I've been covering the food industry for many years, but there was at least one thing I'd never done: attend a lobbying session on Capitol Hill.
So as a journalist and political science major, I jumped at the recent opportunity to join a major association, The American Bakers Association, in lobbying visits during such a historic time in Washington. These visits were part of the Public Policy Forum of ABA's Executive Leadership Development Committee.
Granted, this is a bit different than joining FoodInstitute or National Grocers Association on the lobbying trail because ABA's stances aren't from the retail perspective. Nevertheless, most food industry associations are following similar legislation in this first year of the Obama administration, including health care, food safety and card check.
ABA did a great job of prepping newbies for visits to lawmakers, including how to present (don't overstate your case and be realistic about expectations). Participants were schooled in the specifics of issues and given talking points (such as for food safety: “ABA opposes increasing FDA records access to anything more than what is required in the 2002 Bioterrorism Act.”).
Attendees were told to think of the meeting as a sales call, and to remember to “close the sale” by asking for support on particular issues.
Those not familiar with Capitol Hill etiquette were instructed on what to expect. For example, while it's important to be on time, don't be disappointed if lawmakers or their staffs are not (it seems Washington runs like a doctor's office). Moreover, if your meeting ends up taking place in a hallway instead of a conference room, don't take that as a bad sign about your clout. Rather, it's a statement on how little space is available.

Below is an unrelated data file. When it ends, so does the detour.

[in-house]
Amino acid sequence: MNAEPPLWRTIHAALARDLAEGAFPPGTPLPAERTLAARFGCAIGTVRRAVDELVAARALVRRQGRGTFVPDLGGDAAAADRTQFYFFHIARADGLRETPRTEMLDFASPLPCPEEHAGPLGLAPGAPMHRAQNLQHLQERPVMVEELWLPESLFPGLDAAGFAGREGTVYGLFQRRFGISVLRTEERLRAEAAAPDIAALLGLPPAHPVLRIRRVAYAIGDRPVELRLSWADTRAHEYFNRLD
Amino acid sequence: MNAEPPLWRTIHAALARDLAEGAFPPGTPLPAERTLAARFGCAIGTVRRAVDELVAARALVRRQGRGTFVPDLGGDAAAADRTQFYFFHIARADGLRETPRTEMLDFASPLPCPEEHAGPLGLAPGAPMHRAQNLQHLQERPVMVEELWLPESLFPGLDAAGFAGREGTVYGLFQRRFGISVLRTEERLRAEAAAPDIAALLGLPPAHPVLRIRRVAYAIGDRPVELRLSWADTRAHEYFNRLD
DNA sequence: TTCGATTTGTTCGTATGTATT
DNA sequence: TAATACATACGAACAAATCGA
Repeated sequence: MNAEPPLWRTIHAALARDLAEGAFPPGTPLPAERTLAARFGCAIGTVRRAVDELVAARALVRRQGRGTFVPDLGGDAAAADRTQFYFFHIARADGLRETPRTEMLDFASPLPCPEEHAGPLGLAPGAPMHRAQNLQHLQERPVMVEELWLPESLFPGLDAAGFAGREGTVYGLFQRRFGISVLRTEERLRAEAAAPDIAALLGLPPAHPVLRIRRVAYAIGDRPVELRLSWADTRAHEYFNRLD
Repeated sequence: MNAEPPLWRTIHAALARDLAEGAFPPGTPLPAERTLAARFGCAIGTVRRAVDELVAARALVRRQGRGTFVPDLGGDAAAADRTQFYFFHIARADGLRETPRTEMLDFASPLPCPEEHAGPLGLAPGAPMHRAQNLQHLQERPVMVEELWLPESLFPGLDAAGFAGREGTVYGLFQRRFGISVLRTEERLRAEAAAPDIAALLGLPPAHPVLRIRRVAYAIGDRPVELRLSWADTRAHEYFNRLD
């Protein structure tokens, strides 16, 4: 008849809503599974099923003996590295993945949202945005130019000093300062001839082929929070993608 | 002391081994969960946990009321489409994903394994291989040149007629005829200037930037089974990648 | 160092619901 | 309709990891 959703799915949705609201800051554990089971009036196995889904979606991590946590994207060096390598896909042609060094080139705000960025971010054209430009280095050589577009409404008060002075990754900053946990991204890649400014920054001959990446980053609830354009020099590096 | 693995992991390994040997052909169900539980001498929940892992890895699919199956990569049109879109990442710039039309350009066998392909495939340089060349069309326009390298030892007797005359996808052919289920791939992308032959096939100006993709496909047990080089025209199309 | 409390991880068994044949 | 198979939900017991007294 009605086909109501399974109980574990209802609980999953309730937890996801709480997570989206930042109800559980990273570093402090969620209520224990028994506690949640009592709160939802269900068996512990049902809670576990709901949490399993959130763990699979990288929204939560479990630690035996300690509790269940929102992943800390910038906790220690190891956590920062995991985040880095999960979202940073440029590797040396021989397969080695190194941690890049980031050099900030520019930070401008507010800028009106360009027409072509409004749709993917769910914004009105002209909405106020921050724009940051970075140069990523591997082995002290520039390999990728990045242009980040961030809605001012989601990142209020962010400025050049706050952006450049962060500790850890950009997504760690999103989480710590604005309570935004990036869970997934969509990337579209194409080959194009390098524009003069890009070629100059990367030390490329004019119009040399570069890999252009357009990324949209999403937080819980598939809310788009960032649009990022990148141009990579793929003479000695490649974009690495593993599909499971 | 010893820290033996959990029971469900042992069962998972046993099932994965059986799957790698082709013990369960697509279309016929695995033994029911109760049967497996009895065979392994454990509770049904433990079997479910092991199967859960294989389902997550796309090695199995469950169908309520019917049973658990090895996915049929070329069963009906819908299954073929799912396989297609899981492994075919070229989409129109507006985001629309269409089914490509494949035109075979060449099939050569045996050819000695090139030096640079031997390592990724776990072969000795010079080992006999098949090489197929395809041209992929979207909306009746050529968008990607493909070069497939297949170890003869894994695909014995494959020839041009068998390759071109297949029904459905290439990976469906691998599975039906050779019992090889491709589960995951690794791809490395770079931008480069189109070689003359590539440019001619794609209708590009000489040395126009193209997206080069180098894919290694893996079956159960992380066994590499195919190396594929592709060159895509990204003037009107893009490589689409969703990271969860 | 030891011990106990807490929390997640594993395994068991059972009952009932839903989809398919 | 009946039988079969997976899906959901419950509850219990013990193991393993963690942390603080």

There were tips about how to follow up afterward. Bakers were told to mail letters, but also to send electronic versions because mail to Washington is truly snail mail: It's irradiated for security reasons and subject to long delays.
My visits to the Hill were eye-opening. I attended meetings at the offices of two senators and one representative. These were run by lawmakers' staffers, who in all cases were highly engaged and thoughtful. They were well briefed but open to asking about things they didn't know, which may be old news to veteran lobbyists but highly encouraging to rookies.
Perhaps most important, ABA, and no doubt the other industry associations, understand what resonates with legislators. For example, ABA made sure to point out when a member lives or works in the legislators' district, which makes all the difference.
Lobbying is a process that's actually improved over the years. For instance, ethics rules now bar lobbyists from taking legislators out for meals, a change that makes the process more professional.
It's hard to know right away if a lobbying visit changed minds. But that may be beside the point because winning doesn't appear to be a one-shot deal in this game. Rather, ABA lobbyists say it's about building relationships over time. Now, that's something suppliers, retailers and anyone else in the food industry can relate to.
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